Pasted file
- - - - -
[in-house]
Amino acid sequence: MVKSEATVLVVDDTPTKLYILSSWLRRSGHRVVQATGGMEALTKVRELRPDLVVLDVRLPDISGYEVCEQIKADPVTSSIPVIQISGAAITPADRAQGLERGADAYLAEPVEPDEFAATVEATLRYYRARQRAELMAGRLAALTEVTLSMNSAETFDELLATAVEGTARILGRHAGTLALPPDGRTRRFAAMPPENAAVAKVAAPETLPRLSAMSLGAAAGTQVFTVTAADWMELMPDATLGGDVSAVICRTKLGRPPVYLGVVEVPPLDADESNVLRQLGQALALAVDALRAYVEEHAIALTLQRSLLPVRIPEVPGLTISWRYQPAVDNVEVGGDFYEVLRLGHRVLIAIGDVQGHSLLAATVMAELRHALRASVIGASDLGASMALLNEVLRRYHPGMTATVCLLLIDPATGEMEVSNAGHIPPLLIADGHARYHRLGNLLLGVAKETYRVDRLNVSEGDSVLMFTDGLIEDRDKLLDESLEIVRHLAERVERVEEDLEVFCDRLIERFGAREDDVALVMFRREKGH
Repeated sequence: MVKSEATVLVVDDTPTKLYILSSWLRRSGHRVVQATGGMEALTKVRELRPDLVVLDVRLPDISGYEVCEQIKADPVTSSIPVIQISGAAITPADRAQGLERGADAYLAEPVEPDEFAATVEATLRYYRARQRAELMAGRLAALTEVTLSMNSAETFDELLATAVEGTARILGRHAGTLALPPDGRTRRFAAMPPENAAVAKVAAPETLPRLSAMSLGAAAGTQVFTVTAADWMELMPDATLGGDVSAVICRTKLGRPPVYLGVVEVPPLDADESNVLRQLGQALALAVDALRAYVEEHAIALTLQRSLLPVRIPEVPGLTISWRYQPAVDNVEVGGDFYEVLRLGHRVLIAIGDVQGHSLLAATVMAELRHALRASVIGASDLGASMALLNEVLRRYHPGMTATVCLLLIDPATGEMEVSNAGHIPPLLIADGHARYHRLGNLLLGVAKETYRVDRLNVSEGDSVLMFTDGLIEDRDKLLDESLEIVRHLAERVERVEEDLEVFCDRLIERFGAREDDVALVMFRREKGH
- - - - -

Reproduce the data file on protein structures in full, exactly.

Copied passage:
[in-house]
Amino acid sequence: MVKSEATVLVVDDTPTKLYILSSWLRRSGHRVVQATGGMEALTKVRELRPDLVVLDVRLPDISGYEVCEQIKADPVTSSIPVIQISGAAITPADRAQGLERGADAYLAEPVEPDEFAATVEATLRYYRARQRAELMAGRLAALTEVTLSMNSAETFDELLATAVEGTARILGRHAGTLALPPDGRTRRFAAMPPENAAVAKVAAPETLPRLSAMSLGAAAGTQVFTVTAADWMELMPDATLGGDVSAVICRTKLGRPPVYLGVVEVPPLDADESNVLRQLGQALALAVDALRAYVEEHAIALTLQRSLLPVRIPEVPGLTISWRYQPAVDNVEVGGDFYEVLRLGHRVLIAIGDVQGHSLLAATVMAELRHALRASVIGASDLGASMALLNEVLRRYHPGMTATVCLLLIDPATGEMEVSNAGHIPPLLIADGHARYHRLGNLLLGVAKETYRVDRLNVSEGDSVLMFTDGLIEDRDKLLDESLEIVRHLAERVERVEEDLEVFCDRLIERFGAREDDVALVMFRREKGH
Repeated sequence: MVKSEATVLVVDDTPTKLYILSSWLRRSGHRVVQATGGMEALTKVRELRPDLVVLDVRLPDISGYEVCEQIKADPVTSSIPVIQISGAAITPADRAQGLERGADAYLAEPVEPDEFAATVEATLRYYRARQRAELMAGRLAALTEVTLSMNSAETFDELLATAVEGTARILGRHAGTLALPPDGRTRRFAAMPPENAAVAKVAAPETLPRLSAMSLGAAAGTQVFTVTAADWMELMPDATLGGDVSAVICRTKLGRPPVYLGVVEVPPLDADESNVLRQLGQALALAVDALRAYVEEHAIALTLQRSLLPVRIPEVPGLTISWRYQPAVDNVEVGGDFYEVLRLGHRVLIAIGDVQGHSLLAATVMAELRHALRASVIGASDLGASMALLNEVLRRYHPGMTATVCLLLIDPATGEMEVSNAGHIPPLLIADGHARYHRLGNLLLGVAKETYRVDRLNVSEGDSVLMFTDGLIEDRDKLLDESLEIVRHLAERVERVEEDLEVFCDRLIERFGAREDDVALVMFRREKGH